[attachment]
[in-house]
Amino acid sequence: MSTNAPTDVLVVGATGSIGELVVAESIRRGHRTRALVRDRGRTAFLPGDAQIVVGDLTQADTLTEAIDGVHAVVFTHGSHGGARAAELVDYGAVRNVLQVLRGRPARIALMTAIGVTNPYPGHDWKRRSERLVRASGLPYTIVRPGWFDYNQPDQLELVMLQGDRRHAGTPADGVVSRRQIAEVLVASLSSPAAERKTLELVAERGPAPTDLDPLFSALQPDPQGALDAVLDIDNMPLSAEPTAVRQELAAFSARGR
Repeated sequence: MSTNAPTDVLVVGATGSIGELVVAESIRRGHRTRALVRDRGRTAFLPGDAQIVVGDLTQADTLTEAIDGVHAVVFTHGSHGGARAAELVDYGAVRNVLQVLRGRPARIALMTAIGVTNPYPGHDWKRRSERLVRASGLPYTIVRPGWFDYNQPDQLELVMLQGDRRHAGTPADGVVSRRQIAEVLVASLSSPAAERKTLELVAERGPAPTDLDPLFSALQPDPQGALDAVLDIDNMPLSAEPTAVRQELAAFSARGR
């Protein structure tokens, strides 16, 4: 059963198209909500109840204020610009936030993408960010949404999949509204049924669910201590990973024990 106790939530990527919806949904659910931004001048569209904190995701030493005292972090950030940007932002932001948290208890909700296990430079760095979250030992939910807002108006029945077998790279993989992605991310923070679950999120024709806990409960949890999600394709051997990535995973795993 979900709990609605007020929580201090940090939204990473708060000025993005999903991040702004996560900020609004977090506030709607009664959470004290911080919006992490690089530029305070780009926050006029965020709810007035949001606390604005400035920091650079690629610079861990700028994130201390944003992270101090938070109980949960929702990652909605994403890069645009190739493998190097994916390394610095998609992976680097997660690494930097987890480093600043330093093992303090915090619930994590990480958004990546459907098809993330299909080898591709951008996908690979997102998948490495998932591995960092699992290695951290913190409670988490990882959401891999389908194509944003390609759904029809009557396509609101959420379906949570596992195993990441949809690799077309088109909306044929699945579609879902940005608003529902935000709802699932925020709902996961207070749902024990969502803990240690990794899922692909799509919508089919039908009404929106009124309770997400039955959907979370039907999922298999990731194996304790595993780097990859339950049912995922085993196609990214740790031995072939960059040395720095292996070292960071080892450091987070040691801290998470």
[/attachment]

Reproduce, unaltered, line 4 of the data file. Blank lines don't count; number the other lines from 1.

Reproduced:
């Protein structure tokens, strides 16, 4: 059963198209909500109840204020610009936030993408960010949404999949509204049924669910201590990973024990 106790939530990527919806949904659910931004001048569209904190995701030493005292972090950030940007932002932001948290208890909700296990430079760095979250030992939910807002108006029945077998790279993989992605991310923070679950999120024709806990409960949890999600394709051997990535995973795993 979900709990609605007020929580201090940090939204990473708060000025993005999903991040702004996560900020609004977090506030709607009664959470004290911080919006992490690089530029305070780009926050006029965020709810007035949001606390604005400035920091650079690629610079861990700028994130201390944003992270101090938070109980949960929702990652909605994403890069645009190739493998190097994916390394610095998609992976680097997660690494930097987890480093600043330093093992303090915090619930994590990480958004990546459907098809993330299909080898591709951008996908690979997102998948490495998932591995960092699992290695951290913190409670988490990882959401891999389908194509944003390609759904029809009557396509609101959420379906949570596992195993990441949809690799077309088109909306044929699945579609879902940005608003529902935000709802699932925020709902996961207070749902024990969502803990240690990794899922692909799509919508089919039908009404929106009124309770997400039955959907979370039907999922298999990731194996304790595993780097990859339950049912995922085993196609990214740790031995072939960059040395720095292996070292960071080892450091987070040691801290998470």